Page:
Thursday, October 10, 2013

WSJ: Behind the Best Innovations - Obvious, Annoying Problems

A look at a few of the innovations behind a few of the hottest startups (WSJ):

One persistent critique of the Andy Rooney model of innovation is that it is overly concerned with bourgeois annoyances. As a tech-obsessive who lives in Silicon Valley, most of the problems I want fixed can seem shallow: I'd like retail stores to offer same-day shipping to my house; I'd like restaurants to let me pay for meals from my phone; and I desperately want my phone to direct me to nearby open parking spots. In the same way, Nest, Uber, Square and many other hot start-ups do seem to be offering high-class solutions for rich-people's problems.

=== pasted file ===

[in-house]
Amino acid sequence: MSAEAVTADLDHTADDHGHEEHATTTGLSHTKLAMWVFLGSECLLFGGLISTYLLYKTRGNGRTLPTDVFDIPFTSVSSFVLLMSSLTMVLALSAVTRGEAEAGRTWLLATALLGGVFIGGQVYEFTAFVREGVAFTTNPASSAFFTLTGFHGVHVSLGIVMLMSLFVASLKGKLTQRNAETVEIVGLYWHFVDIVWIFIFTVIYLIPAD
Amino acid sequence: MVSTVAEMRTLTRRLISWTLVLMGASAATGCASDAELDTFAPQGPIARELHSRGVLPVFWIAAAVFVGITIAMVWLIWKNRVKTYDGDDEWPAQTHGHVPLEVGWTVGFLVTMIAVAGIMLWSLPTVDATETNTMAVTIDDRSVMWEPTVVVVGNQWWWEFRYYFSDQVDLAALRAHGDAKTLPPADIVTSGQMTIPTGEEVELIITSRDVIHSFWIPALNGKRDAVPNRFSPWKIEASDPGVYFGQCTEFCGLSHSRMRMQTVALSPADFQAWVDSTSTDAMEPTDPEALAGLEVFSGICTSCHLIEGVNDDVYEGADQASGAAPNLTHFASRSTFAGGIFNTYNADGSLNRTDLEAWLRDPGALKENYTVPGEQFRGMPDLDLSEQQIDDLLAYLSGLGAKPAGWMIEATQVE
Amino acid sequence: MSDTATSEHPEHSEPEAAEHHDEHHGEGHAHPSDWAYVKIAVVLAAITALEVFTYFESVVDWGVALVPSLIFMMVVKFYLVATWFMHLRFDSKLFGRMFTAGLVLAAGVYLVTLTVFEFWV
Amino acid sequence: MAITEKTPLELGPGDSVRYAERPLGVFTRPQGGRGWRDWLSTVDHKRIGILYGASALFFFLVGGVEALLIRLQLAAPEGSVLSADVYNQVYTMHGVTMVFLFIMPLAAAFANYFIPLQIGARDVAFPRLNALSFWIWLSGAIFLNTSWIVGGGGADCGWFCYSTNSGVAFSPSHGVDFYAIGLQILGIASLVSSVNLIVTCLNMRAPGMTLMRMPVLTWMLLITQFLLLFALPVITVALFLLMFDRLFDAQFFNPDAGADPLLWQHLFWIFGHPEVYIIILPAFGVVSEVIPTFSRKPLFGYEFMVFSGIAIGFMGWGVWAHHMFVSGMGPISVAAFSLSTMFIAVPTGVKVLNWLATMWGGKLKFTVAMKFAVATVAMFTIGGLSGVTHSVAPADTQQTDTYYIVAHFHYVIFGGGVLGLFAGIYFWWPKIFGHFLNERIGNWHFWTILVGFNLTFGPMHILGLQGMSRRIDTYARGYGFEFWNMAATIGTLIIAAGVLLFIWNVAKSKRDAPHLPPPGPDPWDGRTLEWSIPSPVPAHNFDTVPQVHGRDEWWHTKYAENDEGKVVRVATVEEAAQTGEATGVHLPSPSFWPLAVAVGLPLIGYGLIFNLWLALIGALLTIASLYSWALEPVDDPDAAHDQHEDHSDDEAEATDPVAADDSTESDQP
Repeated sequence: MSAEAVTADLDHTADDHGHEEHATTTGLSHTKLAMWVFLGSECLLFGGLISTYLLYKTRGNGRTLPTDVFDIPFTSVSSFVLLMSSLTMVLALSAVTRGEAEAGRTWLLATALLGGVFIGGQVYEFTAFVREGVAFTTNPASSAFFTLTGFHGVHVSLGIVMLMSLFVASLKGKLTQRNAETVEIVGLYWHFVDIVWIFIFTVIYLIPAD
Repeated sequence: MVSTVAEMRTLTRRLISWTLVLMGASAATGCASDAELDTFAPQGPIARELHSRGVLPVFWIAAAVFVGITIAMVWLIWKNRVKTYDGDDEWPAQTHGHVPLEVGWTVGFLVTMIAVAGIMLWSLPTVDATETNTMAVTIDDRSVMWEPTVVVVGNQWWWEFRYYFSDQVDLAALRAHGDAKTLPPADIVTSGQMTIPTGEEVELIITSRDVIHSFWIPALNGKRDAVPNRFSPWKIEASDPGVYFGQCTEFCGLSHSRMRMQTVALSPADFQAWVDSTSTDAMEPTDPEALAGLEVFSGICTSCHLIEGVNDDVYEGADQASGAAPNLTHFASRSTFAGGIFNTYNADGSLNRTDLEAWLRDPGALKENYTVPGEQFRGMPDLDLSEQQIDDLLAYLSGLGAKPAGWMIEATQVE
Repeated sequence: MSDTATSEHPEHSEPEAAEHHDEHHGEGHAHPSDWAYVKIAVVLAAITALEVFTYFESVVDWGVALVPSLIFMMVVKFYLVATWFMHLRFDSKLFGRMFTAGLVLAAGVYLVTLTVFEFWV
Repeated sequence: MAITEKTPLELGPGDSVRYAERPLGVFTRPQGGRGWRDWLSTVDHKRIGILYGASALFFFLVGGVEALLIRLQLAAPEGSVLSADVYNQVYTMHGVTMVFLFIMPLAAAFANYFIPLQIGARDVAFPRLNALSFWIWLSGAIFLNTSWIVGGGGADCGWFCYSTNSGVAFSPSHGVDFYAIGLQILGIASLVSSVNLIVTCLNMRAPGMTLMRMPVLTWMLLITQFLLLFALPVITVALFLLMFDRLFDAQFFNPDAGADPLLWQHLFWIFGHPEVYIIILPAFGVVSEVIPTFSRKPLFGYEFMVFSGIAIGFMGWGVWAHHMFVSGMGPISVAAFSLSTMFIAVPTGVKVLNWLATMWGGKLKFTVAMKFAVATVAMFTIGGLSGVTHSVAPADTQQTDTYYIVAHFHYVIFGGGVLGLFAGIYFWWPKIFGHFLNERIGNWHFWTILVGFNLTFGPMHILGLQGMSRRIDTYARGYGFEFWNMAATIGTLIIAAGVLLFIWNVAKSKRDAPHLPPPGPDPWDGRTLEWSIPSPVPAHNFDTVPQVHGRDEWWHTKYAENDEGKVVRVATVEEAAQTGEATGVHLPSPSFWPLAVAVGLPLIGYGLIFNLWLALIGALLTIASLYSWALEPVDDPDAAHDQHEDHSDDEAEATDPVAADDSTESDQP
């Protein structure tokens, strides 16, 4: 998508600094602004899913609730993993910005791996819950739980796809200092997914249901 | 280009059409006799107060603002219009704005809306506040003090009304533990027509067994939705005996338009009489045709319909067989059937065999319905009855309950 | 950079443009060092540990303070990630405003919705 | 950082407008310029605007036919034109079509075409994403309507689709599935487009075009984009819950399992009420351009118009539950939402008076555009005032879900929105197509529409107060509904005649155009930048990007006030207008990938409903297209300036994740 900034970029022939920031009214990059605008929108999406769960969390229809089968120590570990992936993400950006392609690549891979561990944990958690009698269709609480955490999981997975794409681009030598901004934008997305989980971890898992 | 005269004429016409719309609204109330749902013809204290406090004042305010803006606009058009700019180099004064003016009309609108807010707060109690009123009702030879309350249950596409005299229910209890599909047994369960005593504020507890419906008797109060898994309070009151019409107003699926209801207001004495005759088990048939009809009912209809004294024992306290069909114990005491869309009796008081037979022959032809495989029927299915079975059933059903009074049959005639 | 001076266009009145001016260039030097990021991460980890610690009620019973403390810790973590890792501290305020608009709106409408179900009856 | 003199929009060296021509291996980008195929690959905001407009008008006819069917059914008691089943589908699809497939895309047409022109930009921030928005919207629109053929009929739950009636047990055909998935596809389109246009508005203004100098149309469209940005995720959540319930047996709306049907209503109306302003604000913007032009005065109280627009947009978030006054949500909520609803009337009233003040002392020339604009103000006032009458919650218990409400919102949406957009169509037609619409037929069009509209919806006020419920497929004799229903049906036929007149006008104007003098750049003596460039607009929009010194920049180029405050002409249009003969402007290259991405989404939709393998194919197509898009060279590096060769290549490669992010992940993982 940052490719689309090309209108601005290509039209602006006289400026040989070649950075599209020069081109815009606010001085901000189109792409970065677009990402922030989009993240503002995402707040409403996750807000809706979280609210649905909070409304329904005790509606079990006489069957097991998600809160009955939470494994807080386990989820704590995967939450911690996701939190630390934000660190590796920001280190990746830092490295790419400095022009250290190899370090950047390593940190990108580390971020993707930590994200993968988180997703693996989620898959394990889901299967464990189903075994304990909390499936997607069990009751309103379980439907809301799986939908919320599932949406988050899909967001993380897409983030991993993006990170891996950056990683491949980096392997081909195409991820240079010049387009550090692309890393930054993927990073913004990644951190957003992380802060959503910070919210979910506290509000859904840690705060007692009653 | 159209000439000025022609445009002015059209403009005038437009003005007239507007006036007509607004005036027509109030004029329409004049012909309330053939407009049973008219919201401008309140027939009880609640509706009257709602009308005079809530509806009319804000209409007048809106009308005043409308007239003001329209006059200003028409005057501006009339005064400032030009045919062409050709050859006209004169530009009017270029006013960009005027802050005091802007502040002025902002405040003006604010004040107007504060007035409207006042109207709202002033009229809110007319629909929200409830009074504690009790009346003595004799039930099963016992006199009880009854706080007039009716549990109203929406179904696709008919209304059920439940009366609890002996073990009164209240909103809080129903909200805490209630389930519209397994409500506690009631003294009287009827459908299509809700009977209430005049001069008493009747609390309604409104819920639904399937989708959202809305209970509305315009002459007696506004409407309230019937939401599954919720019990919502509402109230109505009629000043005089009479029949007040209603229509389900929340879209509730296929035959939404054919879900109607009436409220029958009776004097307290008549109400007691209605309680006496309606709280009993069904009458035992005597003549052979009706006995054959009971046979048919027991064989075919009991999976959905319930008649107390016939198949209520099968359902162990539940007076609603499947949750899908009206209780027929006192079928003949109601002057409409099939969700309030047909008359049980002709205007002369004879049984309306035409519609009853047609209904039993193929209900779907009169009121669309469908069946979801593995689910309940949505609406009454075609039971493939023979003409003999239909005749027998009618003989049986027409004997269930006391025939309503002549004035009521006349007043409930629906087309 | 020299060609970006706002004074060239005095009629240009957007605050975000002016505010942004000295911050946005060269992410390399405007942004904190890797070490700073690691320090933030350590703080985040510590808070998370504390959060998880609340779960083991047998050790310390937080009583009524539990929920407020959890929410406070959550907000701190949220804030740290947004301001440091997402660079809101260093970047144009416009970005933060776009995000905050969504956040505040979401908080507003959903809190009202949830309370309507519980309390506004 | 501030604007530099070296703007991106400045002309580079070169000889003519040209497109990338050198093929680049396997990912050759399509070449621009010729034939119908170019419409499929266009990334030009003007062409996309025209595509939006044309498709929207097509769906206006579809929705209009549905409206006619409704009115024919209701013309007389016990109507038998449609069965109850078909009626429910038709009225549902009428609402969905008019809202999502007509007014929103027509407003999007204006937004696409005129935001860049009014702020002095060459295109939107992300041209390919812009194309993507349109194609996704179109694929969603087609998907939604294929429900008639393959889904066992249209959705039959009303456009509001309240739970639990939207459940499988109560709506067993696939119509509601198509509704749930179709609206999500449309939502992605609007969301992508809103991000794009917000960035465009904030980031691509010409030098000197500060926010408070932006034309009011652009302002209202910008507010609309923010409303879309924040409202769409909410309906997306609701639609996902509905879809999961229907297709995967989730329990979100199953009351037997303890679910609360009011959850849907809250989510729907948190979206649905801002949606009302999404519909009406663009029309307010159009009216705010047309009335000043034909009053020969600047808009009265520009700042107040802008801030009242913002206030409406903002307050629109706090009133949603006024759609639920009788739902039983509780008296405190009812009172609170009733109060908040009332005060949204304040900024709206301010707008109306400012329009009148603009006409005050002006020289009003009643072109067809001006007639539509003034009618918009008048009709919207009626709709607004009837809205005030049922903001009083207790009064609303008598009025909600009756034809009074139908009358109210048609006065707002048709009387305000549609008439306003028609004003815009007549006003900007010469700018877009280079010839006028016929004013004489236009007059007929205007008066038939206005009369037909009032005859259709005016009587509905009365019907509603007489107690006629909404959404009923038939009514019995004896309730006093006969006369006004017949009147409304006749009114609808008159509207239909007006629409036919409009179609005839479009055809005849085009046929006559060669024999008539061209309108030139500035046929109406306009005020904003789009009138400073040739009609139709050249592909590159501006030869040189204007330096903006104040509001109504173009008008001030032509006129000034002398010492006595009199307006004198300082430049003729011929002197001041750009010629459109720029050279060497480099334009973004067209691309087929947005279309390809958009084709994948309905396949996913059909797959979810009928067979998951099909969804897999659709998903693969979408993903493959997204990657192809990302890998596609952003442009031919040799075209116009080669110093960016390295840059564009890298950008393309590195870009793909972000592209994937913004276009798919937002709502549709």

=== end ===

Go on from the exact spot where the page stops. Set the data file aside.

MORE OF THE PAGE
But that's myopic. Mr. Fadell points out that Nest's thermostat could save people up to hundreds of dollars a year in energy costs. By minimizing the scourge of false alarms, the Nest Protect could help save lives—so it isn't just a high-end bauble. And remember that over time, the price of digital innovations tends to fall. Today's $129 smoke alarm will cost half as much tomorrow, and then it will cost even less. At that point, it won't seem trivial that a bunch of rich start-up guys looked at the modern world and asked: Why is everything so unbearable?

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